Efforts to improve regional connectivity must include people. When roads are built people move. However, this will bring two challenges: the first related to road safety while the second is one of personal well being. The safe transport of people, goods and services requires the strengthening of the foundations for social protection in the region to ensure the peaceful conditions required for trade. Social protection systems not only create a foundation for more inclusive and harmonious societies, they also make good economic sense.

Currently, only 20 percent of the region’s population have access to health care protection, with the largest out of pocket expenditure. The development of economic and social infrastructure thus becomes an important element in the promotion and building of regional connectivity. The ESCAP five pronged approach aims at increasing the consumer power of the poor and emerging middle class through decent work, social protection better healthcare and other inclusive policies, to unleash the potential of the world’s biggest countries, to contribute to economic development while reducing inequalities and social parities.

Ladies and Gentlemen,

Financial stimulus packages that Asia-Pacific countries have put in place provide a unique opportunity to address a broad range of regional connectivity issues. But these stimulus packages cannot continue forever. But they must also be accompanied by PPP and a long term programme of action that addresses economic and social infrastructure issues based upon principles of inclusiveness and sustainability. In other words how do we generate mature wealth and profile by valuing and protection the greatest wealth of all – our people and our planet.


The Seoul Ministerial Declaration on Public Private Partnerships was adopted in 2007. Progress has been made in a number of countries in Asia-Pacific.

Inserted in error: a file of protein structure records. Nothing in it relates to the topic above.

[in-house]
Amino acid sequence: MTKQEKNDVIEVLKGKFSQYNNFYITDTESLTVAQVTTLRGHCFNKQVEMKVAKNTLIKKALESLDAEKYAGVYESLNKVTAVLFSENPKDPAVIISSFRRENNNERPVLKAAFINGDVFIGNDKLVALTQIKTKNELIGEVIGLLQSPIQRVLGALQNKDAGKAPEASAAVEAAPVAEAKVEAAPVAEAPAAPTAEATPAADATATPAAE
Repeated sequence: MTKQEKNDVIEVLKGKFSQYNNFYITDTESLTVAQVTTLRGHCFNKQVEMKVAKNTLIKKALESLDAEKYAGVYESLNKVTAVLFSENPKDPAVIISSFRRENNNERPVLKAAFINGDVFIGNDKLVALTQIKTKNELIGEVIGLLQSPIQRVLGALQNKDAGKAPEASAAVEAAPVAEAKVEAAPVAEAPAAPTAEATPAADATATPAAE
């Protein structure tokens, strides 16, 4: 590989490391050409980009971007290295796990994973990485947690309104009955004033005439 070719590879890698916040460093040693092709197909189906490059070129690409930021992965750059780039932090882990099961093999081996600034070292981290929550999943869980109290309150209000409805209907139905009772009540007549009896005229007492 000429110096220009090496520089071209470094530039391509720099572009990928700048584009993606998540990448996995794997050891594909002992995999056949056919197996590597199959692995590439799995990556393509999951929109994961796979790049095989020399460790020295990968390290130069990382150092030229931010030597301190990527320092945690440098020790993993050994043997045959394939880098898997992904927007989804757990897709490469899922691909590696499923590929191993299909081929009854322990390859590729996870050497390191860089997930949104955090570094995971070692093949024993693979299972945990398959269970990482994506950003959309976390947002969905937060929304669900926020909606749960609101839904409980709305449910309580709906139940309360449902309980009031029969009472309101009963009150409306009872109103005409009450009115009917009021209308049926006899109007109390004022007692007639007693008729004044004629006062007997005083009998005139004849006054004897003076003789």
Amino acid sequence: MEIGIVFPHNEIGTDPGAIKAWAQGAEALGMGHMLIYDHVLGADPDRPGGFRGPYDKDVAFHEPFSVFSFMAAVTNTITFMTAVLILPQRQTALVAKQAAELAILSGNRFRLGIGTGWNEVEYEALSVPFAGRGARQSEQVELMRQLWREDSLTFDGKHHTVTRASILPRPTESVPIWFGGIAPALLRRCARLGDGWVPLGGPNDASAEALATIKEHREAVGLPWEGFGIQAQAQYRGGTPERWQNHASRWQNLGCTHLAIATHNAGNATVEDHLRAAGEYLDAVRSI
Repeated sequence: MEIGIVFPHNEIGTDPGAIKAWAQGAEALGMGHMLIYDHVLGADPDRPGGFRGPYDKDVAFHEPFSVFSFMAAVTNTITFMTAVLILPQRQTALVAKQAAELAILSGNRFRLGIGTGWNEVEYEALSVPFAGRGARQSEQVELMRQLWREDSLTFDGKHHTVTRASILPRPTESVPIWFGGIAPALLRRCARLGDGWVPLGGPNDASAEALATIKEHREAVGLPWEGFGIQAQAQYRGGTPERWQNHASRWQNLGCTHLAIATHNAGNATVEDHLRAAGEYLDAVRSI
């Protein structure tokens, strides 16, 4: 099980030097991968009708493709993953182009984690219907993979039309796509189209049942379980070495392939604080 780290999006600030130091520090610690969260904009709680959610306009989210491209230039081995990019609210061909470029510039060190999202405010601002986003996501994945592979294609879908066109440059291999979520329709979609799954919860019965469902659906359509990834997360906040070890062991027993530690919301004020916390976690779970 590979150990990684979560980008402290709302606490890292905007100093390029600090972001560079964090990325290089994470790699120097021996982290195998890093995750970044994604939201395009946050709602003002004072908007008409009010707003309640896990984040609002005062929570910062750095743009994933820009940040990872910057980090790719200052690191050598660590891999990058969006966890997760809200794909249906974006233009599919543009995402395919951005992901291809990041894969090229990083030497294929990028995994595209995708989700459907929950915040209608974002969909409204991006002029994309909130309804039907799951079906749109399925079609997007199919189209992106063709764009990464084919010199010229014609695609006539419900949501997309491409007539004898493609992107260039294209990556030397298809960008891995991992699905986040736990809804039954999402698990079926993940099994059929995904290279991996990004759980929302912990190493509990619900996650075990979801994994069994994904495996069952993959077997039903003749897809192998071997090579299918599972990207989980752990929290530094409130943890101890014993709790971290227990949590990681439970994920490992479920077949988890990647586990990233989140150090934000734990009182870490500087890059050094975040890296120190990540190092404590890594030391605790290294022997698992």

The Seoul Declaration underscored the importance of regional cooperation and capacity building. In response ESCAP has provided technical assistance to Asia-Pacific countries by developing and delivering on-line educational and training programmes. We also contributed to the establishment of databases on public-private partnerships activity, laws, guidelines and model agreements.

During this Conference, you will have the opportunity to consider and adopt the draft text of the Jakarta Declaration on Public-private Partnerships for Infrastructure Development in Asia and the Pacific. The Jakarta Declaration reemphasizes the principles of promoting PPP in infrastructure development and requests countries to develop and implement policies in this respect. In other words, the focus is on implementation. The Declaration also requests United Nations, international financial institutions and bilateral donors to continue to provide technical assistance. It also proposes the establishment of a Task Force to elaborate the elements of a regional financial mechanism and the establishment of an Asia Pacific Network of PPP units and programmes.

If we are to be successful in these endeavours, it is clear that we need to work more closely together to address the challenges.

Already, the Asia Pacific region has examples of successful partnerships between a strong public sector and a strong private sector. This Ministerial Conference, the second of its kind, gives us a new chance to avail of this experience to build not only economic-based infrastructure such as power supplies, and roads, but also social infrastructure needed for health and education systems and for closing the development gaps in our region.

It is my sincere hope that this Conference will inspire and challenge us to seize new opportunities and redouble our efforts to create healthy public and private sector partnerships.

ESCAP is ready to play its full part in this endeavour along with our development partners.

Ladies and Gentlemen,

With the depth of expertise here, I am sure that this conference will be another landmark in the region’s development. I wish you a successful conference.